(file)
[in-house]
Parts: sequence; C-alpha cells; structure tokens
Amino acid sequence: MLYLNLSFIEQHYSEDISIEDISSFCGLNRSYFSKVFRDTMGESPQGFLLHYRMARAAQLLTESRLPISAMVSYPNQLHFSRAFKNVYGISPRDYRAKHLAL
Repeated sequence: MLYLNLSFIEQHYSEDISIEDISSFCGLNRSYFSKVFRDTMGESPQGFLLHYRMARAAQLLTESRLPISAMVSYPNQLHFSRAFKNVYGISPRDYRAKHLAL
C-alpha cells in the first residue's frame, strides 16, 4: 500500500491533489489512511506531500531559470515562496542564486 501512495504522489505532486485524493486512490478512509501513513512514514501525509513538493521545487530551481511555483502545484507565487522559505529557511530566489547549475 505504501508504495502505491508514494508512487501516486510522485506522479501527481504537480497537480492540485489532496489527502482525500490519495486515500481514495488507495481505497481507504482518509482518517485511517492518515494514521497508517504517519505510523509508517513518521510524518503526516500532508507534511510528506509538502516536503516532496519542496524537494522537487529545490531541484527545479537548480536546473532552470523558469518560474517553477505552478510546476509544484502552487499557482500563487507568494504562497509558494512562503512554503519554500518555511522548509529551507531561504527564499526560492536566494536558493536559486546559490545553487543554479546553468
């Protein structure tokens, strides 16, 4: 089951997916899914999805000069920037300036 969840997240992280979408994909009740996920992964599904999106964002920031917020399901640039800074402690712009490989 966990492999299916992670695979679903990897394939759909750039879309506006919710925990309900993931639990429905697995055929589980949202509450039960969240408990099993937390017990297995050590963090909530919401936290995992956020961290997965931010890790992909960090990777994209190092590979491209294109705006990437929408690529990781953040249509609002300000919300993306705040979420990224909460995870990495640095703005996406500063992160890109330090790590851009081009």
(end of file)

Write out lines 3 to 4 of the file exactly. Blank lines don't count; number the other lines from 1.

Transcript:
Amino acid sequence: MLYLNLSFIEQHYSEDISIEDISSFCGLNRSYFSKVFRDTMGESPQGFLLHYRMARAAQLLTESRLPISAMVSYPNQLHFSRAFKNVYGISPRDYRAKHLAL
Repeated sequence: MLYLNLSFIEQHYSEDISIEDISSFCGLNRSYFSKVFRDTMGESPQGFLLHYRMARAAQLLTESRLPISAMVSYPNQLHFSRAFKNVYGISPRDYRAKHLAL